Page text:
Vacations are supposed to recharge us, to transform us from the exhausted husks who wheeled our bags into the hotel lobby into more relaxed, possibly even more enlightened human beings.
That’s what the guests at Tranquillum House, the wellness resort at the center of Nine Perfect Strangers, hope will happen to them when they arrive at this seemingly idyllic luxury cure-all compound. They want to become better versions of themselves and, while skeptical, believe there’s a chance that Tranquillum’s guru, a celestial enigma of a woman named Masha (Nicole Kidman), can help them get there. Whether or not you’ve read the Liane Moriarty novel that inspired this new Hulu limited series, you can probably already guess that Masha has some surprisingly unorthodox ideas about treatment as well as some personal secrets, that the Tranquillum guests come with both literal and emotional baggage as well as their own personal secrets, and that many of these secrets will be slowly revealed in an environment that grows tense as often as it enables healing.
With that provocative premise, the prolific David E. Kelley as showrunner, and a cast packed with acclaimed actors — Kidman is joined by, among others, Melissa McCarthy, Bobby Cannavale, Regina Hall, and Michael Shannon — Nine Perfect Strangers arrives with all its indicator lights signaling that it could be the next must-see limited series. But it’s not, not quite. It’s certainly watchable — with that ensemble and such an alluring setting (it takes place in California but was filmed in bucolic Byron Bay in New South Wales, Australia), watchability is practically guaranteed. But somehow the show manages to feel too contrived and too thinly conceived at the same time.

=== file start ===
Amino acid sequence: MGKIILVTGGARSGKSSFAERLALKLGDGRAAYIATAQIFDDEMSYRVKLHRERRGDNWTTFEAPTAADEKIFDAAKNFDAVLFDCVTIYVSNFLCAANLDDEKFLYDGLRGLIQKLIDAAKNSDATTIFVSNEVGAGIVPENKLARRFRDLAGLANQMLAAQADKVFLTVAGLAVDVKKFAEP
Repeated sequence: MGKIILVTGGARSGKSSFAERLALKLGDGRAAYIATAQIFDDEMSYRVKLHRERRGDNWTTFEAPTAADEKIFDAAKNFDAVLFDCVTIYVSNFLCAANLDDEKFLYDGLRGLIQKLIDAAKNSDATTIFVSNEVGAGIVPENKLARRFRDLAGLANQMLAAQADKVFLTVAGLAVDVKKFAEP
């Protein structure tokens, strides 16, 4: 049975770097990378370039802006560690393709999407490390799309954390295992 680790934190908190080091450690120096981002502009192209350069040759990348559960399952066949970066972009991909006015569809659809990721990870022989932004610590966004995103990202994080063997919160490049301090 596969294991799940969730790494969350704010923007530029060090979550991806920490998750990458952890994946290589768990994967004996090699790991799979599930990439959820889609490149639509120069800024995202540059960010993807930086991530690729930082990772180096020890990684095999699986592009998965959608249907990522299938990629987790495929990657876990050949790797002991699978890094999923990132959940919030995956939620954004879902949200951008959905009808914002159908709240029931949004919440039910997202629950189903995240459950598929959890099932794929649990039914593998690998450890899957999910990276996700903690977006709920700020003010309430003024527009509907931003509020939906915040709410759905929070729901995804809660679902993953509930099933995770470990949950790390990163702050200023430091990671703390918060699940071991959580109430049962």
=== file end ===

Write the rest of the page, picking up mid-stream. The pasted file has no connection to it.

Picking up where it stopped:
It doesn’t help Nine Perfect Strangers that it’s debuting three days after the finale of Mike White’s The White Lotus, a limited series that’s also about self-involved rich people at a resort but that develops its characters with more nuance, has a stronger command of tone, and benefits from a clearer, singular point of view. As scripted by a small group of writers that includes Kelley and Jonathan Levine, who directs all eight episodes, Nine Perfect Strangers comes across by comparison as a work of television that’s still in search of its identity.
The first episode, one of three that drop on Wednesday to be followed by a weekly episode-by-episode rollout, introduces all of the (mostly) wealthy visitors as they arrive at Tranquillum House. There’s Frances (McCarthy), a blunt best-selling author struggling with the end of a recent personal relationship and the news that her publisher has dropped her upcoming book; Tony (Cannavale), an addict who immediately becomes Frances’s nemesis; Carmel (Hall), a single mom whose gentleness masks some serious anger issues; social influencer Jessica (Samara Weaving) and conspicuous consumer Ben (Melvin Gregg), who are aiming to work on their fractured marriage; Napoleon Marconi (Shannon), his wife, Heather (Australian actress Asher Keddie), and their daughter, Zoe (Grace Van Patten), who are grieving the loss of the fourth Marconi, Zoe’s twin brother, Zach, and staying at Tranquillum at a discounted rate; and the most openly cynical of the bunch, Lars (Luke Evans), who may have ulterior motives for seeking treatment.